Voilà! Refresh the page. It works! When the container builds, the load() method is called and our bundle adds its service.

Next, let's talk about service id best-practices, how to support autowiring and public versus private services.

Leave a comment!

  • 2019-06-06 Victor Bocharsky

    Hey Bertin,

    Oh, I see... It sounds exactly like Symfony team manages their repositories: they have subtree for each bundle/component, but it's readonly. All the work is going to happen in symfony/symfony repository. I think you can even spy their travis CI configuration as it's an OSS. What about automatic versioning? I know they use internal tool for merging, and probably for versioning as well, or maybe they do it manually. I think you can ask it in Symfony slack channel and get more context about it, here's the link:

    I hope this helps.


  • 2019-06-06 Bertin van den Ham

    Victor Bocharsky
    Our bundles are stored into a private repo (Bitbucket). Now we are maintaining all these bundles individual (each bundle is an separated folder). We are searching for a way to maintain these bundles something like git subtree and with automatich versioning, CI, etc.

    Hope someone has experience with this kind of setup

  • 2019-06-05 Victor Bocharsky

    Hey Bertinm!

    Sorry for the delay!

    1) Not sure I completely understand your question. Could you explain a bit more what you're trying to achieve here? Are you talking about open-source bundles? Or private bundles? Actually, Composer can work with private packages as well, it just need to have access (READ access at least) to your GitHub account where those bundles are hosted and it can install them without problems.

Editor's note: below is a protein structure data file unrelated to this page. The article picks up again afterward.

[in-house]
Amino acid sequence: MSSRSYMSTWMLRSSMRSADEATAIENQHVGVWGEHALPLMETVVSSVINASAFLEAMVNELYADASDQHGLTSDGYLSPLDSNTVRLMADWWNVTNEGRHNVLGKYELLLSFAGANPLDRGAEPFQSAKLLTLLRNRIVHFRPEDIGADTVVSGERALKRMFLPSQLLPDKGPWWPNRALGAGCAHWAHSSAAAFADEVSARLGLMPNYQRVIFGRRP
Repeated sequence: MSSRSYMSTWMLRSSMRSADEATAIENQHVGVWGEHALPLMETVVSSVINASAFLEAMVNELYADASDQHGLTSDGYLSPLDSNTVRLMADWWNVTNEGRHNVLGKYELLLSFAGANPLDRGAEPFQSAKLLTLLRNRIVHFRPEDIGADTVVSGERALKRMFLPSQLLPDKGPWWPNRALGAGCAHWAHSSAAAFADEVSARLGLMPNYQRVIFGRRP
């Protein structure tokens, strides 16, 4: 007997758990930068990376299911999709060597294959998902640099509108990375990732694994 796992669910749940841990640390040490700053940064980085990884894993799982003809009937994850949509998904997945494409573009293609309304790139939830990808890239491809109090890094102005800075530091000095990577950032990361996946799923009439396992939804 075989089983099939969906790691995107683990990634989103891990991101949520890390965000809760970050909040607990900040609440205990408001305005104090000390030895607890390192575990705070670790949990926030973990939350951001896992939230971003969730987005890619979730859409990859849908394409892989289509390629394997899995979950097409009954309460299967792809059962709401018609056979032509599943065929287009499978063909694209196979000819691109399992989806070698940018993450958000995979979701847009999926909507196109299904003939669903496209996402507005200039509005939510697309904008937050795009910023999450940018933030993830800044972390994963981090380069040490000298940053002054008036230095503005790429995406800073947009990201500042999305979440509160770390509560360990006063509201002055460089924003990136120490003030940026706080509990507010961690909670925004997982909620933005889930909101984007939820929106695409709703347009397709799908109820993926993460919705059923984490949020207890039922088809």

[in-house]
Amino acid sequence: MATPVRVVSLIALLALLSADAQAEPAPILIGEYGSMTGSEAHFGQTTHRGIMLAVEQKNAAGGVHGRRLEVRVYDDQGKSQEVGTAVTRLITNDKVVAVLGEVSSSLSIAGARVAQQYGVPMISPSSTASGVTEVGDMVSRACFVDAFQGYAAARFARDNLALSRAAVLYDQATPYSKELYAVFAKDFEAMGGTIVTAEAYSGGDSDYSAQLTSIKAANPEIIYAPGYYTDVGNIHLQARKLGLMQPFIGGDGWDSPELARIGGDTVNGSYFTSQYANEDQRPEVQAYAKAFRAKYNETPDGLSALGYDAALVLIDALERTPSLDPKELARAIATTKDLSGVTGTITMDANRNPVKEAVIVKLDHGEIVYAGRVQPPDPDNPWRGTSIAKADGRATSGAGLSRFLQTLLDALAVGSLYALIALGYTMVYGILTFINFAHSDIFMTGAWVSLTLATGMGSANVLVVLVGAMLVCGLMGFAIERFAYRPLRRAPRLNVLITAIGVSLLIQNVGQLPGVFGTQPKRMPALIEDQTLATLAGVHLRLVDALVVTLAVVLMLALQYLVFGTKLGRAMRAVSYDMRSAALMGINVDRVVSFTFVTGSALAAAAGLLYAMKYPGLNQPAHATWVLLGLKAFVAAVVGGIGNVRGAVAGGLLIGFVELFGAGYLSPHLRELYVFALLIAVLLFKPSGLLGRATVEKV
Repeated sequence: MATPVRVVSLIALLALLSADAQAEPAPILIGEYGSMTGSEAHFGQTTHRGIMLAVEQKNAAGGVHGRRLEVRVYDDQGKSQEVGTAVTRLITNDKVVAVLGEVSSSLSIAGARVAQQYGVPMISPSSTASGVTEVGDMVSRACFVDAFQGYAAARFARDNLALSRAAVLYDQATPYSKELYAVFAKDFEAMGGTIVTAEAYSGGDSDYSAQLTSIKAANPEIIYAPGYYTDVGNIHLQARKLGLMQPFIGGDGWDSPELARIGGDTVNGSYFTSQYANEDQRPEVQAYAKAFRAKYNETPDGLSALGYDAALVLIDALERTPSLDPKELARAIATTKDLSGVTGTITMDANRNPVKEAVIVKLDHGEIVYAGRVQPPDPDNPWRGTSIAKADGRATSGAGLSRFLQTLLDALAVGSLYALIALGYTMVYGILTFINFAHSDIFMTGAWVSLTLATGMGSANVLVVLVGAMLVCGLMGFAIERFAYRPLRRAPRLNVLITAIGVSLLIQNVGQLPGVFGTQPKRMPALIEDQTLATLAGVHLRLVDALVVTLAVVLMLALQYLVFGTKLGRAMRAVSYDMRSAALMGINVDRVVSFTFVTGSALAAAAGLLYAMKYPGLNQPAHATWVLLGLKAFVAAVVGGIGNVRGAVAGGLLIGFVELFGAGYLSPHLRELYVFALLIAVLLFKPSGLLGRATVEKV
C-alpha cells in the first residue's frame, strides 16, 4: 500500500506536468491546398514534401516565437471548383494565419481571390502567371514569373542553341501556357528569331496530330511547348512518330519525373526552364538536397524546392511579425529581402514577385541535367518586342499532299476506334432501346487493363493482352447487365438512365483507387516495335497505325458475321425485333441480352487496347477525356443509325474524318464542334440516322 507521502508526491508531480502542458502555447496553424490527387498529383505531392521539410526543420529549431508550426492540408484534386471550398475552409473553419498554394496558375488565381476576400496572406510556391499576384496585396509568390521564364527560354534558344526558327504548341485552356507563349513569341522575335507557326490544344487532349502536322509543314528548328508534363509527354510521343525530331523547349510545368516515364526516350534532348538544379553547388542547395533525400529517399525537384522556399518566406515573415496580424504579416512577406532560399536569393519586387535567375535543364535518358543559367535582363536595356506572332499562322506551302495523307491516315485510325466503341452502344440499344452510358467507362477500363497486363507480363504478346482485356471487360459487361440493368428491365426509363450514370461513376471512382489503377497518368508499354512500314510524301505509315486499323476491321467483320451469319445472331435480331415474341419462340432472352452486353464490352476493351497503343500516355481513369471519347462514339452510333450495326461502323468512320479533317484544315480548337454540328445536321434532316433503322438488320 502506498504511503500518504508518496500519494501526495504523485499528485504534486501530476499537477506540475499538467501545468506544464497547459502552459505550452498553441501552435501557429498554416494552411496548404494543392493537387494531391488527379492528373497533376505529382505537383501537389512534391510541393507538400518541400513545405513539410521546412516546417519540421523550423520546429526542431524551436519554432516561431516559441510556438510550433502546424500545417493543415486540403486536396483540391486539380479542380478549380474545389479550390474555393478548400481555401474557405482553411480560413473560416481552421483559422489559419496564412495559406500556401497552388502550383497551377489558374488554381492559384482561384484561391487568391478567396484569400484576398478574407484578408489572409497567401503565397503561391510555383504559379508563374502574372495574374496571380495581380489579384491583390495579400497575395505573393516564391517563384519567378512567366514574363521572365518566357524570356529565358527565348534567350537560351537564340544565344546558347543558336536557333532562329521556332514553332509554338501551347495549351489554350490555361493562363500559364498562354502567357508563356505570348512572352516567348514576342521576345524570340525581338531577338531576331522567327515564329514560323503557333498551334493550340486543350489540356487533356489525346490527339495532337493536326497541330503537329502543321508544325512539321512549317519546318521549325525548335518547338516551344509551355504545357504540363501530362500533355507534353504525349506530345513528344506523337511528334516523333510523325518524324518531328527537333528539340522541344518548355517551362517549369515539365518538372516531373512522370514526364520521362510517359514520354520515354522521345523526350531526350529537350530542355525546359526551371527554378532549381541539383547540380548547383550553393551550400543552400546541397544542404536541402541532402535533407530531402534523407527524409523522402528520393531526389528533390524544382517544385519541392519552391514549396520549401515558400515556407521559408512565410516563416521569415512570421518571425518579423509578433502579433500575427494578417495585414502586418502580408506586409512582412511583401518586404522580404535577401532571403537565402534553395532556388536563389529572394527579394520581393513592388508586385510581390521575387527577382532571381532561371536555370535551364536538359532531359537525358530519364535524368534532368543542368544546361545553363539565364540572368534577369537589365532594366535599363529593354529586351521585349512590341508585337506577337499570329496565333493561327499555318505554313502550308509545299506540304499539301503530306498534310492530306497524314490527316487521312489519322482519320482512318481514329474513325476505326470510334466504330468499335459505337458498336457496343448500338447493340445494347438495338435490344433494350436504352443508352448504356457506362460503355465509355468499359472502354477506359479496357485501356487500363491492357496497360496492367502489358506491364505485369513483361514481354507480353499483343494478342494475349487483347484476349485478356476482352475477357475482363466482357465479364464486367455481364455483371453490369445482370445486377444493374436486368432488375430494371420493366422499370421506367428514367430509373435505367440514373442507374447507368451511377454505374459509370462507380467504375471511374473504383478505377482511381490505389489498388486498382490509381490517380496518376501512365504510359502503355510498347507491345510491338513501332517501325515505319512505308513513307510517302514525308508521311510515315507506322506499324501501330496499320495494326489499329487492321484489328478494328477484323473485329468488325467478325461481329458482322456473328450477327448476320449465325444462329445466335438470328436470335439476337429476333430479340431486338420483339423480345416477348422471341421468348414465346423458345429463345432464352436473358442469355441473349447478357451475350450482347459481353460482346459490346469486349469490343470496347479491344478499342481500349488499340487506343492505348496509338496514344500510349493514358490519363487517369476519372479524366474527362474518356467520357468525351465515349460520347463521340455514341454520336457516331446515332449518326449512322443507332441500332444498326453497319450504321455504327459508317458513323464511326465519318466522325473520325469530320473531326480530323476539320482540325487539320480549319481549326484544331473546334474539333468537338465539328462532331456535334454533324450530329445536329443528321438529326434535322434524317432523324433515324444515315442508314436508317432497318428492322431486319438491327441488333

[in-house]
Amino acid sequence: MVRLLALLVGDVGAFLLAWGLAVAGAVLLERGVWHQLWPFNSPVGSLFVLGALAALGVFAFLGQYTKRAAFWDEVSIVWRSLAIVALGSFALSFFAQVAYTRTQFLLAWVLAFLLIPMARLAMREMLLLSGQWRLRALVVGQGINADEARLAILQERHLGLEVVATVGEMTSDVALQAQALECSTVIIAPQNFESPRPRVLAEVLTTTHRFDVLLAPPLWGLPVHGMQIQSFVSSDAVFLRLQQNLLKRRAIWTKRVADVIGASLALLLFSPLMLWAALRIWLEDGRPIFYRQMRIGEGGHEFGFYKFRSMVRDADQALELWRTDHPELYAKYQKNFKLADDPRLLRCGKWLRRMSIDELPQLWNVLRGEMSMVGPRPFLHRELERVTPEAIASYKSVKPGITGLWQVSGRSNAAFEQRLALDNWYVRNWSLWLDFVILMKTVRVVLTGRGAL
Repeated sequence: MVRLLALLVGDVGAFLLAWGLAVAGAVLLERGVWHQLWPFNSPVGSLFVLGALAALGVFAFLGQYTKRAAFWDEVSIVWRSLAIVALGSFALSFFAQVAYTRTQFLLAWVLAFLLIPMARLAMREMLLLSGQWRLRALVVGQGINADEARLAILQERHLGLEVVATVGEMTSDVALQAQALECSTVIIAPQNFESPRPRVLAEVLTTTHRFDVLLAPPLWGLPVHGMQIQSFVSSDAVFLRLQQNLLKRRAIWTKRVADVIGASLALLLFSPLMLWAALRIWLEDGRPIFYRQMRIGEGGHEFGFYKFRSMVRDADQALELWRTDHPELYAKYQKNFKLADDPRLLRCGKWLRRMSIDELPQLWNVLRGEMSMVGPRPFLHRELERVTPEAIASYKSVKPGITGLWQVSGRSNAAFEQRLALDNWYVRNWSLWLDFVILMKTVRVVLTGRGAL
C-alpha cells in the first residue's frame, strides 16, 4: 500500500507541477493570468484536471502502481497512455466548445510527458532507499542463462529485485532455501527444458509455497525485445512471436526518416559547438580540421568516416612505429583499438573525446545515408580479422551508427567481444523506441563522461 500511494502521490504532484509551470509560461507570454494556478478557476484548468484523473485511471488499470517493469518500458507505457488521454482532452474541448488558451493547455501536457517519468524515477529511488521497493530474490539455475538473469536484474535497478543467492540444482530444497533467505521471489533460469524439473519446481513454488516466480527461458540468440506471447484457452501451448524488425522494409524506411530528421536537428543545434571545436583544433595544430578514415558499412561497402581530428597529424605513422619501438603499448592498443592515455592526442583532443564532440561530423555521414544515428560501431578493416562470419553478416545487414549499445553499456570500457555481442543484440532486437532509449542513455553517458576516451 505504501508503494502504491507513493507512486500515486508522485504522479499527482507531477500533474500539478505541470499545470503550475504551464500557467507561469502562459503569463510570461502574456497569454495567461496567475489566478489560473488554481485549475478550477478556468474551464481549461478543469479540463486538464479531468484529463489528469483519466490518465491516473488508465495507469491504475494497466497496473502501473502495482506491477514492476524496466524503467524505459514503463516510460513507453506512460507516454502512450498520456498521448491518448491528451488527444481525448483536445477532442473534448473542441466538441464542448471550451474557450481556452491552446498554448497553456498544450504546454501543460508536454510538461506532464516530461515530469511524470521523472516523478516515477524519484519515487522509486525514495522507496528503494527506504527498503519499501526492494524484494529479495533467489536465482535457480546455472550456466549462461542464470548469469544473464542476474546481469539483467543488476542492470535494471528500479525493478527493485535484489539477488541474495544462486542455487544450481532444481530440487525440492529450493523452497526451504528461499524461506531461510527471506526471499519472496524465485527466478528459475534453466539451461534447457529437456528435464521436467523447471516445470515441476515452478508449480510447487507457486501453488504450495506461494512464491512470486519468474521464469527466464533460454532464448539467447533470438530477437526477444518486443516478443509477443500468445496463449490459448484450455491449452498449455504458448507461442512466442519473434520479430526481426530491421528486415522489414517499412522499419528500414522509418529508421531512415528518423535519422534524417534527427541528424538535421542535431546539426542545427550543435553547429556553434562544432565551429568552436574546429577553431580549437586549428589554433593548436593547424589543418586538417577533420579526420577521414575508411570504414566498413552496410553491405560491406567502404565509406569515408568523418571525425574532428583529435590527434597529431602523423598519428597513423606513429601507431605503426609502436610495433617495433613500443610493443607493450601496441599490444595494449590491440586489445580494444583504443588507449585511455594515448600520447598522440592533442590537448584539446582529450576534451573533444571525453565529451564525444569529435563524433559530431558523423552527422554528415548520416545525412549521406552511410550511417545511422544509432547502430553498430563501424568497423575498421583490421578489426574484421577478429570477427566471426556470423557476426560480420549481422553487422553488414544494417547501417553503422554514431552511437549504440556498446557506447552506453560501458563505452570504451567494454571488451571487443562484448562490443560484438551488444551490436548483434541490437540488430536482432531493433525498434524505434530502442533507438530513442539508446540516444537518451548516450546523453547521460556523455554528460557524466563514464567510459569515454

2) Unfortunately, I don't know a similar service personally. You probably may google for it, but can't give you any recommendations about them. I'd recommend you to look at SymfonyCloud: - it's the best for Symfony apps. About code health - take a look at Symfony solution: . Or you can also check another one: Scrutinizer. What about monitoring - we love NewRelic. All this is a good stack, you can read more about them on their promo pages.


  • 2019-05-25 Bertin van den Ham

    Hi weaverryan,

    For our company we're trying to manage multiple bundles and have some questions
    or need some best pratices or tips (hope you could help us).

    #1 Bundles
    Do you (or someone else) have some tips how we could manage/maintain/development these bundles. We're thinking of an development project where all bundles are loaded but with opportunities to maintain individuel bundles (does someone has experience with this kind of setup.